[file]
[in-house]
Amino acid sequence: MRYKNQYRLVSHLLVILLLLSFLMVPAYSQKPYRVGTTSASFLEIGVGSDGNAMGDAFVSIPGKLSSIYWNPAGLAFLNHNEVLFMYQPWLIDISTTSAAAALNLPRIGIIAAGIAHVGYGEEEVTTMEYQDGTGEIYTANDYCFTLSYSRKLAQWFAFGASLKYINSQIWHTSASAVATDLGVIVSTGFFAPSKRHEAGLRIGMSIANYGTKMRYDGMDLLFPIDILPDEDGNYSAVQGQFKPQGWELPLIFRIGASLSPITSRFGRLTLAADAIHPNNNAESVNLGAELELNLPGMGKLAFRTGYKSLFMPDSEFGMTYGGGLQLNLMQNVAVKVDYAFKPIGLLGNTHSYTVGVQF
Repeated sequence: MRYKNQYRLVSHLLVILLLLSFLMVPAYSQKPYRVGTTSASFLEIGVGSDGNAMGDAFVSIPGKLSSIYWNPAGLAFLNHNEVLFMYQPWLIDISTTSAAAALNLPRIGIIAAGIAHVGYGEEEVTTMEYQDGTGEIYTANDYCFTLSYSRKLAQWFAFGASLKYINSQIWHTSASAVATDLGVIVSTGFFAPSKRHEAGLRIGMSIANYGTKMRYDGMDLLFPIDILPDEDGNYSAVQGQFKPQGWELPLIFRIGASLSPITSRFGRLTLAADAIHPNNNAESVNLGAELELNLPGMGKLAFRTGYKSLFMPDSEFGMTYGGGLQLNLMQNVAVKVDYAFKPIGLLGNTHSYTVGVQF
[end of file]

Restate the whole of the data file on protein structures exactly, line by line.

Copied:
[in-house]
Amino acid sequence: MRYKNQYRLVSHLLVILLLLSFLMVPAYSQKPYRVGTTSASFLEIGVGSDGNAMGDAFVSIPGKLSSIYWNPAGLAFLNHNEVLFMYQPWLIDISTTSAAAALNLPRIGIIAAGIAHVGYGEEEVTTMEYQDGTGEIYTANDYCFTLSYSRKLAQWFAFGASLKYINSQIWHTSASAVATDLGVIVSTGFFAPSKRHEAGLRIGMSIANYGTKMRYDGMDLLFPIDILPDEDGNYSAVQGQFKPQGWELPLIFRIGASLSPITSRFGRLTLAADAIHPNNNAESVNLGAELELNLPGMGKLAFRTGYKSLFMPDSEFGMTYGGGLQLNLMQNVAVKVDYAFKPIGLLGNTHSYTVGVQF
Repeated sequence: MRYKNQYRLVSHLLVILLLLSFLMVPAYSQKPYRVGTTSASFLEIGVGSDGNAMGDAFVSIPGKLSSIYWNPAGLAFLNHNEVLFMYQPWLIDISTTSAAAALNLPRIGIIAAGIAHVGYGEEEVTTMEYQDGTGEIYTANDYCFTLSYSRKLAQWFAFGASLKYINSQIWHTSASAVATDLGVIVSTGFFAPSKRHEAGLRIGMSIANYGTKMRYDGMDLLFPIDILPDEDGNYSAVQGQFKPQGWELPLIFRIGASLSPITSRFGRLTLAADAIHPNNNAESVNLGAELELNLPGMGKLAFRTGYKSLFMPDSEFGMTYGGGLQLNLMQNVAVKVDYAFKPIGLLGNTHSYTVGVQF